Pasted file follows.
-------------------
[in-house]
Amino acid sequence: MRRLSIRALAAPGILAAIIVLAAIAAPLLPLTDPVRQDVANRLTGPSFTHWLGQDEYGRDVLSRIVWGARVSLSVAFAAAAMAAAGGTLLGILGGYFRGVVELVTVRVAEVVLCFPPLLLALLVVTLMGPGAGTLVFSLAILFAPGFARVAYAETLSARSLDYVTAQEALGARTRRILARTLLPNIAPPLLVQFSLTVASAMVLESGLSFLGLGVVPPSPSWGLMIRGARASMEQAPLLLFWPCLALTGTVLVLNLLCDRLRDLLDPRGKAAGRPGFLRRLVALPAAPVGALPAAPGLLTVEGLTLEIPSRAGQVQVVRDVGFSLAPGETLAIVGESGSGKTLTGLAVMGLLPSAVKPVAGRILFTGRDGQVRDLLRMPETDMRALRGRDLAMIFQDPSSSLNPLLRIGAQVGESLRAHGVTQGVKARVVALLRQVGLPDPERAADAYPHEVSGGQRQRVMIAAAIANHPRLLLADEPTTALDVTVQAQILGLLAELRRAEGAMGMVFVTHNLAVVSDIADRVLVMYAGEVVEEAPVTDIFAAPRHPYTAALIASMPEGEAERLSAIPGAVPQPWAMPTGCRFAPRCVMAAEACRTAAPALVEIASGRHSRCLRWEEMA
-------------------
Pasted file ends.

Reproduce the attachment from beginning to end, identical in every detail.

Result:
[in-house]
Amino acid sequence: MRRLSIRALAAPGILAAIIVLAAIAAPLLPLTDPVRQDVANRLTGPSFTHWLGQDEYGRDVLSRIVWGARVSLSVAFAAAAMAAAGGTLLGILGGYFRGVVELVTVRVAEVVLCFPPLLLALLVVTLMGPGAGTLVFSLAILFAPGFARVAYAETLSARSLDYVTAQEALGARTRRILARTLLPNIAPPLLVQFSLTVASAMVLESGLSFLGLGVVPPSPSWGLMIRGARASMEQAPLLLFWPCLALTGTVLVLNLLCDRLRDLLDPRGKAAGRPGFLRRLVALPAAPVGALPAAPGLLTVEGLTLEIPSRAGQVQVVRDVGFSLAPGETLAIVGESGSGKTLTGLAVMGLLPSAVKPVAGRILFTGRDGQVRDLLRMPETDMRALRGRDLAMIFQDPSSSLNPLLRIGAQVGESLRAHGVTQGVKARVVALLRQVGLPDPERAADAYPHEVSGGQRQRVMIAAAIANHPRLLLADEPTTALDVTVQAQILGLLAELRRAEGAMGMVFVTHNLAVVSDIADRVLVMYAGEVVEEAPVTDIFAAPRHPYTAALIASMPEGEAERLSAIPGAVPQPWAMPTGCRFAPRCVMAAEACRTAAPALVEIASGRHSRCLRWEEMA